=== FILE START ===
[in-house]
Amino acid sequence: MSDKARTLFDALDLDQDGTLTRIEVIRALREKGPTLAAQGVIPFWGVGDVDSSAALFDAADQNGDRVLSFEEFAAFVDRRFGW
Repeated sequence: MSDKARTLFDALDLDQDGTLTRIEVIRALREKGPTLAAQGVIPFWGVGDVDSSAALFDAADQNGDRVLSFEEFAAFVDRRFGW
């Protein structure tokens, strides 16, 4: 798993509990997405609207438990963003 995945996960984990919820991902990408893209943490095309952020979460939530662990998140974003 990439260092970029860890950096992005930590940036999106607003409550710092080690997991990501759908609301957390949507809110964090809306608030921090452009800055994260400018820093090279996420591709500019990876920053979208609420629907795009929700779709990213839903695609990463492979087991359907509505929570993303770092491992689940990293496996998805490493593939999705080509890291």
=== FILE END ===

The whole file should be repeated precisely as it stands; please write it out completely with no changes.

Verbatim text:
[in-house]
Amino acid sequence: MSDKARTLFDALDLDQDGTLTRIEVIRALREKGPTLAAQGVIPFWGVGDVDSSAALFDAADQNGDRVLSFEEFAAFVDRRFGW
Repeated sequence: MSDKARTLFDALDLDQDGTLTRIEVIRALREKGPTLAAQGVIPFWGVGDVDSSAALFDAADQNGDRVLSFEEFAAFVDRRFGW
């Protein structure tokens, strides 16, 4: 798993509990997405609207438990963003 995945996960984990919820991902990408893209943490095309952020979460939530662990998140974003 990439260092970029860890950096992005930590940036999106607003409550710092080690997991990501759908609301957390949507809110964090809306608030921090452009800055994260400018820093090279996420591709500019990876920053979208609420629907795009929700779709990213839903695609990463492979087991359907509505929570993303770092491992689940990293496996998805490493593939999705080509890291």